No sooner had I posted the last blog, about my first Candide experience, when I learned that Kevin Anderson would be singing in the Knoxville Opera Company’s Fledermaus. (Friday, Oct. 26 at 8:00, Sunday Oct. 28 at 2:30). This operetta, like Candide, has an overture that includes many of the themes from the operetta; it is interesting to see how themes from the overture unfold into entire arias and ensembles. The entire work is chock full of side-splitting, locally adapted lines, but what takes the cake is John Forrest Ferguson’s hilarious drunken soliloquy which opens Act 3. (If you’ve been here a while, you’ll remember him as Claudius, King of Denmark in the amazing KSO/Clarence Brown Theater collaborative production of Hamlet that sold out 8 shows at the Civic Auditorium in 2000. Not to mention countless performances at CBT). Strauss’ unshakably effervescent music is of course a joy throughout, and other surprises await opera-goers.

Friday, October 19, 2012

Candide, Can Do

Although Georges Bizet was only 17 when he wrote his Symphony in C, he never heard it performed in his lifetime. It was a composition assignment from his days studying with Charles Gounod, written in the spring of 1855. The manuscript lay in a pile of archivables until a French musicologist discovered it in 1933, at which point its success was immediate and deserved. The oboe lines in the adagio are drop-dead gorgeous, and many older composers failed to achieve such a calm, simple beauty. The other three movements, especially the zingarese finale, crackle with an energy that rivals Beethoven’s first couple of symphonies and most of Schubert’s.

Before I go any further, I have to remind everyone that the concerts start at 7:30 this Thursday and Friday. The opening gala concert always did start earlier, but now every Masterworks show is at 7:30. This reminder is largely for my own benefit. There. Now I’ve told myself.

It must be stated, I suppose, that we are not performing the entirety of Leonard Bernstein’s Candide, but a  suite therefrom. Of course we have performed the Overture to Candide many times; it is an effervescent and uniquely American work. I have enjoyed hearing the rest of the opera, and rediscovering how the themes in the overture are used in the opera. The Best of All Possible Worlds, Oh, Happy We, Glitter and Be Gay and the Battle Scene all draw their themes from the overture. Glitter is a complete vocal workout for the soprano, and Amy Maples is nailing it! If you miss this, don’t say I didn’t warn you.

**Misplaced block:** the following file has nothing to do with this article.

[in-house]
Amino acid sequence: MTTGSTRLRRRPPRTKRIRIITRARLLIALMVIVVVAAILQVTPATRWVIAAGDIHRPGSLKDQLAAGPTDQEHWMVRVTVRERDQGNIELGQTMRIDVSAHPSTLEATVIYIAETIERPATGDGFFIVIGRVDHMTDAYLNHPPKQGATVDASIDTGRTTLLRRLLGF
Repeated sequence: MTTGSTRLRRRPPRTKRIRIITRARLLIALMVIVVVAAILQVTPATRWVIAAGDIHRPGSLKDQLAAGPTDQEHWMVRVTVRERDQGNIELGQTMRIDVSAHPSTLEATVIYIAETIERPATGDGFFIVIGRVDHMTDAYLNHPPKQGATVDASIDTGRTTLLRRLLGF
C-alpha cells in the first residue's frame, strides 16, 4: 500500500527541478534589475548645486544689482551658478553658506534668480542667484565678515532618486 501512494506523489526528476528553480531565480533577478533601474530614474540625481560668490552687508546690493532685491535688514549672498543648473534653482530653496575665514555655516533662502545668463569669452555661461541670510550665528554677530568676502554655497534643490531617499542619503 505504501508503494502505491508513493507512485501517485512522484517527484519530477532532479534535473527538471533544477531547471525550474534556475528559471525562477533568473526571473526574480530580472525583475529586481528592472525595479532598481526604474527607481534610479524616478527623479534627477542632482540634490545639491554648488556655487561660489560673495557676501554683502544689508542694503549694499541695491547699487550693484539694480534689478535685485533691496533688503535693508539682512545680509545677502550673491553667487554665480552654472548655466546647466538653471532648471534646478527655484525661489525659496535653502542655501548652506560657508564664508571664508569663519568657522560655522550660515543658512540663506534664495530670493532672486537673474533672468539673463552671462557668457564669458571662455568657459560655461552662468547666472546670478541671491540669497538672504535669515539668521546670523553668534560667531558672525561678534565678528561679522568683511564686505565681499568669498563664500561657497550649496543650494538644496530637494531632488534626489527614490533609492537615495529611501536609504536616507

My first and only other time playing Candide was at the Lake George Opera Festival (now known as Opera Saratoga) up in Saratoga Springs, NY. My family and I had a great time staying there from 1995 to 2004.  My last season we played Candide at the Little Theatre of the Saratoga Performing Arts Center. Cunegonde was played by Knoxville’s own Jami Rogers! Who knew that I would finally meet her there, 1,000 miles from home. Her dad James Rogers, a major force in church music in Knoxville, came to visit. As many times as I’d seen Jim in Knoxville, seeing them so far from home was off the chain. It wasn’t long after that Jami would be my son Thomas’ voice teacher. As if that wasn’t enough, when the famed “Scottish Opera version” (the last of many “builds” of the work that Bernstein approved) had its American premier in St. Louis. Jami’s husband Kevin Anderson had a role in it, and the understudy for Cunegonde? Jami Rogers.

Sunday, October 14, 2012

Oh, Happy We